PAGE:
editors then have a go at making sure that the

 

      legal language is current with the desires of our

 

      legal staff, and they might pass it on to the legal

 

      edit if their suggestions are minimal, and so on.

 

                If not, if the suggestions are strong and

 

      get into the body of the document to a large

 

      degree, it might actually go right back up to the

 

                                                               140

 

      body and have to go all through all that stuff I

 

      just mentioned all over again, and were I

 

      mean-spirited, I could go through it a second time,

 

      but I won't.

 

                Well, you go to the legal edit, then, it

 

      goes out to public comment.  Then, you have public

 

      comments dockets come back.  You might have 1,000

 

      comments if you are lucky. It might be a couple

 

      inches thick if you are lucky, and it might be a

 

      foot high if you are not so lucky.

 

                If that happens, well, it will happen,

 

      then, you have to catalog all those comments,

 

      address each of them somehow, address them by

 

      groups or individually, and then if you have to

 

      make substantial changes to the document in order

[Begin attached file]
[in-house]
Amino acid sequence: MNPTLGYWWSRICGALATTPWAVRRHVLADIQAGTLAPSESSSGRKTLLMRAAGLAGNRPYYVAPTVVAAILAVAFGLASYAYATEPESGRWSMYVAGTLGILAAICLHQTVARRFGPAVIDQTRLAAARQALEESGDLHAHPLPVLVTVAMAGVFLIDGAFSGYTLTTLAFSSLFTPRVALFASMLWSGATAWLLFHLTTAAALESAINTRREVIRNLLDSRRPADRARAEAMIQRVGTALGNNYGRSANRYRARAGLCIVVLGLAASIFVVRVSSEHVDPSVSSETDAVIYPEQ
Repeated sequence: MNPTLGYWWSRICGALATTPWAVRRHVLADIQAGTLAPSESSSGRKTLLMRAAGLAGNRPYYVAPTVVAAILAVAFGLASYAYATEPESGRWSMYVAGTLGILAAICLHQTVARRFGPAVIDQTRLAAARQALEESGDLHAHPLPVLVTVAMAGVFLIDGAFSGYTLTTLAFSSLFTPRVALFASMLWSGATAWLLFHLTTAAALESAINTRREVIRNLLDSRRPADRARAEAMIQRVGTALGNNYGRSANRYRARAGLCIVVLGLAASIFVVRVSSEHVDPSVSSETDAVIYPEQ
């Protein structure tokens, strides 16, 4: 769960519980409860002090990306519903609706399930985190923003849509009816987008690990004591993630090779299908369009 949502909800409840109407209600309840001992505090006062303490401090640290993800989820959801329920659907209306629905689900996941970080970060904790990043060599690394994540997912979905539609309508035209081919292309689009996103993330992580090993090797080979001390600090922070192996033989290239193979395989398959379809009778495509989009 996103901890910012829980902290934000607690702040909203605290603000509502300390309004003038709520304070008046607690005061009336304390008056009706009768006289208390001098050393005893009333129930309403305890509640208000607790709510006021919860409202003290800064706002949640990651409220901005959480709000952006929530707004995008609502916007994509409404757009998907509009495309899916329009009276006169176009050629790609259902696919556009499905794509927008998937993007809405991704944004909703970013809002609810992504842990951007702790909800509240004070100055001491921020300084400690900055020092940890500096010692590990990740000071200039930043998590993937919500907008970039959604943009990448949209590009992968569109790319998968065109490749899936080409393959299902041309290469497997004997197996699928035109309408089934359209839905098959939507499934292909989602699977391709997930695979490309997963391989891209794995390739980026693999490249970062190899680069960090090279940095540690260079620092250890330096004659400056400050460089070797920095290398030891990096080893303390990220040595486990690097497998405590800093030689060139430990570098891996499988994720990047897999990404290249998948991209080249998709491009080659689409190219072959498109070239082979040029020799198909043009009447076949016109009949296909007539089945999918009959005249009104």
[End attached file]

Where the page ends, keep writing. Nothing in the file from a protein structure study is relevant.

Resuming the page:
to address those comments, go back up to the top,

 

      and if I were extra mean-spirited, we could go

 

      through this whole thing again.

 

                I think you can understand that that could

 

      be a laborious process, and that is my excuse for

 

      why guidances take so long to get out of the

 

      Agency.

 

                                                               141

 

                When somebody says that a guidance will be

 

      available soon, they may think it is going to be

 

      available soon, because they think they are near

 

      the end of the process, or what they don't maybe

 

      not understand is that there is an iteration that

 

      they hadn't predicted.  So, that is something we

 

      have been dealing with over the years.

 

                This is a slide that puts into words some

 

      of what we just discussed, but it also points out

 

      that there is a rapid change in FDA thinking over